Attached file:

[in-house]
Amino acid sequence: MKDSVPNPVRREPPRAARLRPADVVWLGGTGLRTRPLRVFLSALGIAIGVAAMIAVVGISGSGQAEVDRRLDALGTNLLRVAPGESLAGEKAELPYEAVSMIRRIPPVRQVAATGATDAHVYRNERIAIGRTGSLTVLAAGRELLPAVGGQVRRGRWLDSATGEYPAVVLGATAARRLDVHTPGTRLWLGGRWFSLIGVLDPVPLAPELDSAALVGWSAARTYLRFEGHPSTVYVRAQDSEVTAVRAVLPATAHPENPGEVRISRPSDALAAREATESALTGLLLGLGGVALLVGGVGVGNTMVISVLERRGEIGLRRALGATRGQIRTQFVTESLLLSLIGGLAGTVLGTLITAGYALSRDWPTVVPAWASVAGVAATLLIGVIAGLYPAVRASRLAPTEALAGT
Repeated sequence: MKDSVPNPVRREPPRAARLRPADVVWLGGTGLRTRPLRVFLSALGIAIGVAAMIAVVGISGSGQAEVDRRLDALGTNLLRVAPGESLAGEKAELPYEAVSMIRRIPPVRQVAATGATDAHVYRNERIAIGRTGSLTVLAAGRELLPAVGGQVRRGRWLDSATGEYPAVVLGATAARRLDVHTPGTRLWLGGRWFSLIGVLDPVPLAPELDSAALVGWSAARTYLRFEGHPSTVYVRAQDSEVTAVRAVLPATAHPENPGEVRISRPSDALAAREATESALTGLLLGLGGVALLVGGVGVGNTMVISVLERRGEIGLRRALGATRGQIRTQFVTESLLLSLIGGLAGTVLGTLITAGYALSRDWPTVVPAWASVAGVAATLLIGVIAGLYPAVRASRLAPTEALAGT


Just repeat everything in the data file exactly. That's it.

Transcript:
[in-house]
Amino acid sequence: MKDSVPNPVRREPPRAARLRPADVVWLGGTGLRTRPLRVFLSALGIAIGVAAMIAVVGISGSGQAEVDRRLDALGTNLLRVAPGESLAGEKAELPYEAVSMIRRIPPVRQVAATGATDAHVYRNERIAIGRTGSLTVLAAGRELLPAVGGQVRRGRWLDSATGEYPAVVLGATAARRLDVHTPGTRLWLGGRWFSLIGVLDPVPLAPELDSAALVGWSAARTYLRFEGHPSTVYVRAQDSEVTAVRAVLPATAHPENPGEVRISRPSDALAAREATESALTGLLLGLGGVALLVGGVGVGNTMVISVLERRGEIGLRRALGATRGQIRTQFVTESLLLSLIGGLAGTVLGTLITAGYALSRDWPTVVPAWASVAGVAATLLIGVIAGLYPAVRASRLAPTEALAGT
Repeated sequence: MKDSVPNPVRREPPRAARLRPADVVWLGGTGLRTRPLRVFLSALGIAIGVAAMIAVVGISGSGQAEVDRRLDALGTNLLRVAPGESLAGEKAELPYEAVSMIRRIPPVRQVAATGATDAHVYRNERIAIGRTGSLTVLAAGRELLPAVGGQVRRGRWLDSATGEYPAVVLGATAARRLDVHTPGTRLWLGGRWFSLIGVLDPVPLAPELDSAALVGWSAARTYLRFEGHPSTVYVRAQDSEVTAVRAVLPATAHPENPGEVRISRPSDALAAREATESALTGLLLGLGGVALLVGGVGVGNTMVISVLERRGEIGLRRALGATRGQIRTQFVTESLLLSLIGGLAGTVLGTLITAGYALSRDWPTVVPAWASVAGVAATLLIGVIAGLYPAVRASRLAPTEALAGT